9. The explosions at Fukushima by estimates of at least one Japanese scientist have spewed at least 30 times as much Cesium 137 as was released by the atomic bombs at Hiroshima and Nagasaki.

10. The Fukushima disaster still dumps at least 300 tons of radioactive water into the Pacific Ocean every day.

11. Thousands of tons of contaminated water are being held in flimsy storage tanks at Fukushima, at least some of which are likely to give way; serious leaks of radioactive water are also on-going at Indian Point, Florida's Turkey Point, numerous other commercial reactor sites and at the Hanford (Washington) military reservation.

12. The Japanese government and Fukushima's owner (Tepco) are hinting strongly they would like to dump still more thousands of tons of radioactive water directly into the Pacific.

13. At least 7,000 clean-up workers are still being exposed to radiation at Fukushima every day.

14. It remains unclear exactly where the cores from Units 1, 2 and 3 might be, what can be done to contain them and exactly what kinds of long-term dangers they pose.

15. Thyroid abnormalities among children in the Fukushima area are far beyond normal.

Read page 1

16. Physicians for Social Responsibility predicts at least 68,000 downwinders will die from Fukushima's fallout. Dr. Chris Busby estimates additional cancers alone at more than 400,000. Arnie Gundersen estimates the ultimate toll on par with Chernobyl, of up to 1,000,000.

17. Radioactive hot spots clearly linked to Fukushima are being found throughout Japan, some as far away as Tokyo.

18. Japanese activists have kept all but three of Japan's 54 reactors shut since Fukushima, but the pro-nuke Abe regime wants to stage some 2020 Olympic events near the stricken reactor site.

19. Some 11,000 highly radioactive fuel rods are still strewn around the Fukushima site with no prospects for safe long-term storage. Nowhere on earth has safe long-term storage of atomic wastes been proven.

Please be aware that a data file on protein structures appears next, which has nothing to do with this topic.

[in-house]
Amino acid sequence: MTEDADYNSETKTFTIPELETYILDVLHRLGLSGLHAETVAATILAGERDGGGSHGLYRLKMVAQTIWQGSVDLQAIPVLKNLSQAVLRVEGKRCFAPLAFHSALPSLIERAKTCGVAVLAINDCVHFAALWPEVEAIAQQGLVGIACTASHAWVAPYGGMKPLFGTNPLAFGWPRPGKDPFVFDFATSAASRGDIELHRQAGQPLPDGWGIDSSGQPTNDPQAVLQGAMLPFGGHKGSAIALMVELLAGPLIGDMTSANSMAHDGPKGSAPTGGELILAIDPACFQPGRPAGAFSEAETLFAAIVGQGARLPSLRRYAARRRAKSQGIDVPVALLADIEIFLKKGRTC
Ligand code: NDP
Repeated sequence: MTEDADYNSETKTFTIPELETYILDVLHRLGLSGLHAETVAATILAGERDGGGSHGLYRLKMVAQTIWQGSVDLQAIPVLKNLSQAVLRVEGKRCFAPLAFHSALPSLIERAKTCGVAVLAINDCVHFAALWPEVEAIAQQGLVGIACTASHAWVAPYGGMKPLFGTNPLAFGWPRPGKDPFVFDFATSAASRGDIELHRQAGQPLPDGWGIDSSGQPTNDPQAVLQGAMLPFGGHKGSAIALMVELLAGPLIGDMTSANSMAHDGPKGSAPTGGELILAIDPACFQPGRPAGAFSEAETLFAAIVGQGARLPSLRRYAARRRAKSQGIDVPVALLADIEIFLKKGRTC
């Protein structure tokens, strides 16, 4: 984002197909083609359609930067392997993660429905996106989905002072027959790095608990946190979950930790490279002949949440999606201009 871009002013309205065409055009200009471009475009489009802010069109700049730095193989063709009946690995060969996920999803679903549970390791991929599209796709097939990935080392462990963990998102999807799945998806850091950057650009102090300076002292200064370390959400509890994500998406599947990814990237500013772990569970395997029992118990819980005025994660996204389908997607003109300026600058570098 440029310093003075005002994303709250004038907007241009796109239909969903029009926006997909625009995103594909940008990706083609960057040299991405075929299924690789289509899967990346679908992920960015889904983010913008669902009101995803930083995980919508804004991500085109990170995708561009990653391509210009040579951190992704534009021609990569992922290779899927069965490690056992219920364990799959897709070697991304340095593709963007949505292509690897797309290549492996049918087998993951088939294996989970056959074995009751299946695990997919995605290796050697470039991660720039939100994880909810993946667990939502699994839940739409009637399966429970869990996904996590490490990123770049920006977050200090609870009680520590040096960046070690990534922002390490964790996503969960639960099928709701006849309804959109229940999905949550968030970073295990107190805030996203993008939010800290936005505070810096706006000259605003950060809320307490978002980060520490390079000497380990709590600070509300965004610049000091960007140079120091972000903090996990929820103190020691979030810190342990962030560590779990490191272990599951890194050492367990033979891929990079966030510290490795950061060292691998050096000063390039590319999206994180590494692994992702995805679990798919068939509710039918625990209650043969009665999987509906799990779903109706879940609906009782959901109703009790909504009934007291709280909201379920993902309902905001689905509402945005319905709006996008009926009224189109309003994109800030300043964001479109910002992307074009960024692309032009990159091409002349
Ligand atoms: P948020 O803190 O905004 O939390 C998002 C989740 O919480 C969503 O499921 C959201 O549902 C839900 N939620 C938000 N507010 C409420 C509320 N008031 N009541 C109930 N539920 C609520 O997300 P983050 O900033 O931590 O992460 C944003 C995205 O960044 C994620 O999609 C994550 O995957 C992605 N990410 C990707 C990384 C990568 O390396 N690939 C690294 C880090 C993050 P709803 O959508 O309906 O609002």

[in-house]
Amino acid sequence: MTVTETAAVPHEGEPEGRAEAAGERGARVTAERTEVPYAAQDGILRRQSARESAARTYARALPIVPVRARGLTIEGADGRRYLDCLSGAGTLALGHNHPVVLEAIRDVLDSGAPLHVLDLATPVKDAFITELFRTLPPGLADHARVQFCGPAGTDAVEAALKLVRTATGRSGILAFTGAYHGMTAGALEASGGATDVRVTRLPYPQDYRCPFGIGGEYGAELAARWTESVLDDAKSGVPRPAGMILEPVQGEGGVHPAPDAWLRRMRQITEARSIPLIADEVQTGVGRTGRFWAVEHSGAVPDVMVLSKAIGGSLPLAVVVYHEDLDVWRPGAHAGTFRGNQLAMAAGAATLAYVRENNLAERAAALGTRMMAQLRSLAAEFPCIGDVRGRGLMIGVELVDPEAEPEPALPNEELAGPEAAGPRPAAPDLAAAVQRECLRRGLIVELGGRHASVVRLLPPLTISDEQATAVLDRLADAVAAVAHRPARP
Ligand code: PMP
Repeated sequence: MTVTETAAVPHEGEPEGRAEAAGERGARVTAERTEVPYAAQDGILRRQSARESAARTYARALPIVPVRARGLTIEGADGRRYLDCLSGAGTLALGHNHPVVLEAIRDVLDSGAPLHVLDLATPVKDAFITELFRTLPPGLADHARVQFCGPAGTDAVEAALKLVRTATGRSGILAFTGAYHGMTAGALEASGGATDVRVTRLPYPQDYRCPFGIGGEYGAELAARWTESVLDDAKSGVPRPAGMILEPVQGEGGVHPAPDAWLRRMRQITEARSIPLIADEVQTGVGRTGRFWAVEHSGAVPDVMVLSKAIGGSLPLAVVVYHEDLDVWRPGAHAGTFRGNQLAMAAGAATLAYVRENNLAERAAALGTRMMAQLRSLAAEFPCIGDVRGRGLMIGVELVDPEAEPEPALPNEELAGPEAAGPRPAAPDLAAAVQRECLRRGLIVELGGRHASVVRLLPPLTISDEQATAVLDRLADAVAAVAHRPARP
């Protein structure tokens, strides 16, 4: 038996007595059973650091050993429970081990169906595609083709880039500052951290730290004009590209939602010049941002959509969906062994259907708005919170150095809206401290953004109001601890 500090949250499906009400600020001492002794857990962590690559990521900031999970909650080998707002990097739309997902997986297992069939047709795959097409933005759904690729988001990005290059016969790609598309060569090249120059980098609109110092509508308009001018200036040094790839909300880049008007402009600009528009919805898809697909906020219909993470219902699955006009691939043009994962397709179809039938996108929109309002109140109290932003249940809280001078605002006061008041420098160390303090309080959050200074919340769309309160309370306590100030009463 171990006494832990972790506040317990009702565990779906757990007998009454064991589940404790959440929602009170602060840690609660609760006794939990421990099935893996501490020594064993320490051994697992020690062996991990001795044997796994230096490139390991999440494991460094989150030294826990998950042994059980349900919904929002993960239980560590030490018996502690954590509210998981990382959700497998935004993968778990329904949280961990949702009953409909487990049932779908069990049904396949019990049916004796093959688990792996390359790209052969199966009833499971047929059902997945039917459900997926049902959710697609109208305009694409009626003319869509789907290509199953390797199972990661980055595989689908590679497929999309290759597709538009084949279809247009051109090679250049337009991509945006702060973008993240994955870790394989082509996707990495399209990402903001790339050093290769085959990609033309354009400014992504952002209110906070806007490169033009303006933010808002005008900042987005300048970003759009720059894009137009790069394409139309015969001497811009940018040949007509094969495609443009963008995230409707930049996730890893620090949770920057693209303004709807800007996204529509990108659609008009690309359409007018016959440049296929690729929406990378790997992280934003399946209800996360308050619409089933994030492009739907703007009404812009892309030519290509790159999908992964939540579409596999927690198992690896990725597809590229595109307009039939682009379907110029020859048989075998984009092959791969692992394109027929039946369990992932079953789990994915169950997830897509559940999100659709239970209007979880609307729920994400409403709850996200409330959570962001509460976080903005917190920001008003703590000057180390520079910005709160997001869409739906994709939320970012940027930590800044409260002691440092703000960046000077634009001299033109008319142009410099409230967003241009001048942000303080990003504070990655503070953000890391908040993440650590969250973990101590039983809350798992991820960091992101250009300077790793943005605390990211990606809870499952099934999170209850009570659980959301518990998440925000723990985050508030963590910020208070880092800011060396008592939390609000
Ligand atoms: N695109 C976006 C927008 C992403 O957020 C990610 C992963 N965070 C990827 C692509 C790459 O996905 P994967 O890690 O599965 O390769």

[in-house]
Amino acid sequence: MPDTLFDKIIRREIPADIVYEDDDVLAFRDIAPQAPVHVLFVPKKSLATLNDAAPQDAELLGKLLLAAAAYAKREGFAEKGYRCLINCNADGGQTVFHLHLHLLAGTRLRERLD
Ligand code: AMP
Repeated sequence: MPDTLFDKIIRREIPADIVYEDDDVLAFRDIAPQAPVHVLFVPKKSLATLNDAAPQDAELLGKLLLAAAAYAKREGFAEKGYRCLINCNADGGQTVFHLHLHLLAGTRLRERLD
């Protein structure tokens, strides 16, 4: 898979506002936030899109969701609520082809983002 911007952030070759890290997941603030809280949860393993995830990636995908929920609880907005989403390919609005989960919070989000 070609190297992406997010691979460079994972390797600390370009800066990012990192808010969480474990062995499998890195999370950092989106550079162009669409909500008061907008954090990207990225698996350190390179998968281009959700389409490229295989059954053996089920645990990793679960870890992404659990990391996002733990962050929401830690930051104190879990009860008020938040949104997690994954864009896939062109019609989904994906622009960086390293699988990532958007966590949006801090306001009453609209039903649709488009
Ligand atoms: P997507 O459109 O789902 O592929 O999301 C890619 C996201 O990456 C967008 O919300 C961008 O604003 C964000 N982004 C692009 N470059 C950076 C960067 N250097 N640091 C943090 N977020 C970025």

20. Though the explosions at Fukushima have been linked to the tsunami that wiped out back-up generations, primary damage (especially at Unit 1) was caused by an earthquake whose epicenter was 120 kilometers distant, far further than many fault-lines near scores of other reactors around the world.

21. Two U.S. reactor sites (Perry in Ohio and North Anna in Virginia) have already suffered significant damage from earthquakes.

22. Among many others, reactors at Diablo Canyon, California and Indian Point, New York, are very near major fault lines, with the potential death tolls in downwind Los Angeles and New York City stretching into the millions.

23. Dr. Michael Peck, resident Nuclear Regulatory Commission (NRC) safety inspector at California's Diablo Canyon has warned that the two huge reactors there cannot withstand a likely earthquake delivered by any of the dozen seismic faultiness surround the site. Peck filed his report within the NRC but it was made public a year later by Friends of the Earth and other community groups. The NRC has dismissed Peck's warnings and he has been moved to the Commission's Chattanooga office.

24. As terrorists slaughtered innocent civilians in Brussels, the New York Times reported that Belgian authorities evacuated two reactors which they felt were vulnerable to attack. As mentioned above, Germany has now asked Belgium to shut these nukes down.

25. A wide range of reports dating back at least to the 1970s have confirmed that throughout the entire global nuclear industry, commercial reactors simply cannot be guaranteed to be safe from a concerted terrorist attack, making them all what Karl Grossman has called “pre-deployed weapons of mass destruction."

26. The technological basis for the 99 U.S. reactors now operating dates far back in the previous century, as the average age of an operating U.S. nuke American reactor is now roughly 35 years old, with Davis-Besse (near Toledo, Ohio) distinguished primarily by four major cuts into its containment dome, and a shield building that is literally crumbling.

27. Since Fukushima on March 11, 2011 significant safety advances advocated by the staff of the NRC and others have not been installed at U.S. nukes despite widespread warning of defects.

28. Seven top NRC engineers took the rare and daring step of filing a public 2.206 petition warning that 98 of 99 current US reactors have serious basic flaws in the electrical sector of their emergency core cooling systems, which are designed to protect the public from a major catastrophe.